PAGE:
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abstract = "Burgeoning evidence supports a role for cyclooxygenase metabolites in regulating membrane excitability in various forms of synaptic plasticity. Two cyclooxygenases, COX-1 and COX-2, catalyze the initial step in the metabolism of arachidonic acid to prostaglandins. COX-2 is generally considered inducible, but in glutamatergic neurons in some brain regions, including the cerebral cortex, it is constitutively expressed. However, the transcriptional mechanisms by which this occurs have not been elucidated. Here, we used quantitative PCR and also analyzed reporter gene expression in a mouse line carrying a construct consisting of a portion of the proximal promoter region of the mouse COX-2 gene upstream of luciferase cDNA to characterize COX-2 basal transcriptional regulation in cortical neurons. Extracts from the whole brain and from the cerebral cortex, hippocampus, and olfactory bulbs exhibited high luciferase activity. Moreover, constitutive COX-2 expression and luciferase activity were detected in cortical neurons, but not in cortical astrocytes, cultured from wild-type and transgenic mice, respectively. Constitutive COX-2 expression depended on spontaneous but not evoked excitatory synaptic activity and was shown to be N-methyl-D-aspartate receptor-dependent. Constitutive promoter activity was reduced in neurons transfected with a dominant-negative cAMP response element binding protein (CREB) and was eliminated by mutating the CRE-binding site on the COX-2 promoter. However, mutation of the stimulatory protein-1 (Sp1)-binding site resulted in an N-methyl-D-aspartate receptor-dependent enhancement of COX-2 promoter activity. Basal binding of the transcription factors CREB and Sp1 to the native neuronal COX-2 promoter was confirmed. In toto, our data suggest that spontaneous glutamatergic synaptic activity regulates constitutive neuronal COX-2 expression via Sp1 and CREB protein-dependent transcriptional mechanisms.",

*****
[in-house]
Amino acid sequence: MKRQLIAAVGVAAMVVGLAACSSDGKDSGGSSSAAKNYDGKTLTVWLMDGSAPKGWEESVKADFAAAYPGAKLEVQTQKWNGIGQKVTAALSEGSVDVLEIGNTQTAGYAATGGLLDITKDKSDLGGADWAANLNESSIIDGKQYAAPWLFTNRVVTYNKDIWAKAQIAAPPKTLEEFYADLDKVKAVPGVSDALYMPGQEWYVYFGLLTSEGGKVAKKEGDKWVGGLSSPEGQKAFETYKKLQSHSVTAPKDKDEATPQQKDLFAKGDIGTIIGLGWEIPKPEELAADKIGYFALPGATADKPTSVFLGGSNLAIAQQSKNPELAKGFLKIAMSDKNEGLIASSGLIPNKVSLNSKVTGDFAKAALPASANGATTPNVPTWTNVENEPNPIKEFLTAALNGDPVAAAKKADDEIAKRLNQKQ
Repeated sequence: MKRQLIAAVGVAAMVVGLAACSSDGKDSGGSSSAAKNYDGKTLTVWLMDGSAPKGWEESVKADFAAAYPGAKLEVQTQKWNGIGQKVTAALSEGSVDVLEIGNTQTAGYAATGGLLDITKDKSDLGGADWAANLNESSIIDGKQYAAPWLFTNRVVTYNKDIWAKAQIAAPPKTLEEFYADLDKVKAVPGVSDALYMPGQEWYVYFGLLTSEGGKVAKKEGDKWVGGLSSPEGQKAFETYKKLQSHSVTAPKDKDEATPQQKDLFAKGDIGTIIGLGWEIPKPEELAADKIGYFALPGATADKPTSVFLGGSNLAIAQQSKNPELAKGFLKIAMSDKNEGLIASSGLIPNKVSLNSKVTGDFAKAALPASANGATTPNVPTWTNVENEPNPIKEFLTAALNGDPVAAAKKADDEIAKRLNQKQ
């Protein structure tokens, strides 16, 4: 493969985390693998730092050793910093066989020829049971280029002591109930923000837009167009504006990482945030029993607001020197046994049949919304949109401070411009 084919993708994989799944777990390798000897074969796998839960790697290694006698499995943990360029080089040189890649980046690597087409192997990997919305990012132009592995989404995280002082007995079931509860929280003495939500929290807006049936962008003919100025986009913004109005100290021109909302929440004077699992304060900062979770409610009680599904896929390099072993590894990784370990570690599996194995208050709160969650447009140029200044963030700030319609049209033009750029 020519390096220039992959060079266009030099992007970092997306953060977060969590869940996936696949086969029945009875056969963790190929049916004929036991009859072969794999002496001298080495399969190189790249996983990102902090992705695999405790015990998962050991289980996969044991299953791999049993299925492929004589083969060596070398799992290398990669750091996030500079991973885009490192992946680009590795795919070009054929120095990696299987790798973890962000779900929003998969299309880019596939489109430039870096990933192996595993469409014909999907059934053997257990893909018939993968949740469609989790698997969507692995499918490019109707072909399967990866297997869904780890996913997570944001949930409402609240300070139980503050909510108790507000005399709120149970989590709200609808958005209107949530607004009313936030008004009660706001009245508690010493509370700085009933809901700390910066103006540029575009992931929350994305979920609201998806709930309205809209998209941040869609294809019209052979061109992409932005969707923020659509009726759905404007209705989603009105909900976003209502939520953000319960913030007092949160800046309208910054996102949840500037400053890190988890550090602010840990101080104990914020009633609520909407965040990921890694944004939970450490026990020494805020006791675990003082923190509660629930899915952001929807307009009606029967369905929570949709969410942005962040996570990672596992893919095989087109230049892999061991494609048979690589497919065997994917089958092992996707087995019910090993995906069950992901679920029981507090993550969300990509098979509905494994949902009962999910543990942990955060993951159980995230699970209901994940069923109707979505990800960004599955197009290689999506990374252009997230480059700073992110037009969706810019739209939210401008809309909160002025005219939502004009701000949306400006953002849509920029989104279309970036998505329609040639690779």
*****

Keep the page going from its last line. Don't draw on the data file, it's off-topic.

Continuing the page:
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AB - Burgeoning evidence supports a role for cyclooxygenase metabolites in regulating membrane excitability in various forms of synaptic plasticity. Two cyclooxygenases, COX-1 and COX-2, catalyze the initial step in the metabolism of arachidonic acid to prostaglandins. COX-2 is generally considered inducible, but in glutamatergic neurons in some brain regions, including the cerebral cortex, it is constitutively expressed. However, the transcriptional mechanisms by which this occurs have not been elucidated. Here, we used quantitative PCR and also analyzed reporter gene expression in a mouse line carrying a construct consisting of a portion of the proximal promoter region of the mouse COX-2 gene upstream of luciferase cDNA to characterize COX-2 basal transcriptional regulation in cortical neurons. Extracts from the whole brain and from the cerebral cortex, hippocampus, and olfactory bulbs exhibited high luciferase activity. Moreover, constitutive COX-2 expression and luciferase activity were detected in cortical neurons, but not in cortical astrocytes, cultured from wild-type and transgenic mice, respectively. Constitutive COX-2 expression depended on spontaneous but not evoked excitatory synaptic activity and was shown to be N-methyl-D-aspartate receptor-dependent. Constitutive promoter activity was reduced in neurons transfected with a dominant-negative cAMP response element binding protein (CREB) and was eliminated by mutating the CRE-binding site on the COX-2 promoter. However, mutation of the stimulatory protein-1 (Sp1)-binding site resulted in an N-methyl-D-aspartate receptor-dependent enhancement of COX-2 promoter activity. Basal binding of the transcription factors CREB and Sp1 to the native neuronal COX-2 promoter was confirmed. In toto, our data suggest that spontaneous glutamatergic synaptic activity regulates constitutive neuronal COX-2 expression via Sp1 and CREB protein-dependent transcriptional mechanisms.